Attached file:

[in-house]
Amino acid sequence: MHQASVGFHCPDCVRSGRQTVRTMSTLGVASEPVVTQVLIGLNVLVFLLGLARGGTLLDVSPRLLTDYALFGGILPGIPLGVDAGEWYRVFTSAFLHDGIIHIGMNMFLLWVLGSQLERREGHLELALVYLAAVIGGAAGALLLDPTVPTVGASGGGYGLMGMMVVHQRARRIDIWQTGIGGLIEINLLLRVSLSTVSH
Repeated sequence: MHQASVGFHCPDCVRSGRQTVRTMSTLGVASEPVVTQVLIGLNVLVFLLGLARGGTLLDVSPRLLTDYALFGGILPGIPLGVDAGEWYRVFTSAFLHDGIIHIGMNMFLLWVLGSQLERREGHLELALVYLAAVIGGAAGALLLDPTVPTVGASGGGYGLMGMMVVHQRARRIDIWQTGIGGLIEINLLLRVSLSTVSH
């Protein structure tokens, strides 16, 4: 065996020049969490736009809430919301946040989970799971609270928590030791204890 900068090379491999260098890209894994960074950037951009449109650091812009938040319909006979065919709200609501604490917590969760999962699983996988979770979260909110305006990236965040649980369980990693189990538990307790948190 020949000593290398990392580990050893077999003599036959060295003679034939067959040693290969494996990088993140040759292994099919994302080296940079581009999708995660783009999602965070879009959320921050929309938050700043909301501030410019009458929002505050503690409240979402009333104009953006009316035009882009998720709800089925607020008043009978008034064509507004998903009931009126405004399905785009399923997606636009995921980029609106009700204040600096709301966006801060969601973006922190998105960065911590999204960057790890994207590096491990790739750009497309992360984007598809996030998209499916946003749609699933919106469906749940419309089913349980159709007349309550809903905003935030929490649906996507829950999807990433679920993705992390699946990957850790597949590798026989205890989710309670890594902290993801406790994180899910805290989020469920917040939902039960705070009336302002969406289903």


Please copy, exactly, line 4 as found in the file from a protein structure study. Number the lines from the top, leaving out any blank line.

């Protein structure tokens, strides 16, 4: 065996020049969490736009809430919301946040989970799971609270928590030791204890 900068090379491999260098890209894994960074950037951009449109650091812009938040319909006979065919709200609501604490917590969760999962699983996988979770979260909110305006990236965040649980369980990693189990538990307790948190 020949000593290398990392580990050893077999003599036959060295003679034939067959040693290969494996990088993140040759292994099919994302080296940079581009999708995660783009999602965070879009959320921050929309938050700043909301501030410019009458929002505050503690409240979402009333104009953006009316035009882009998720709800089925607020008043009978008034064509507004998903009931009126405004399905785009399923997606636009995921980029609106009700204040600096709301966006801060969601973006922190998105960065911590999204960057790890994207590096491990790739750009497309992360984007598809996030998209499916946003749609699933919106469906749940419309089913349980159709007349309550809903905003935030929490649906996507829950999807990433679920993705992390699946990957850790597949590798026989205890989710309670890594902290993801406790994180899910805290989020469920917040939902039960705070009336302002969406289903």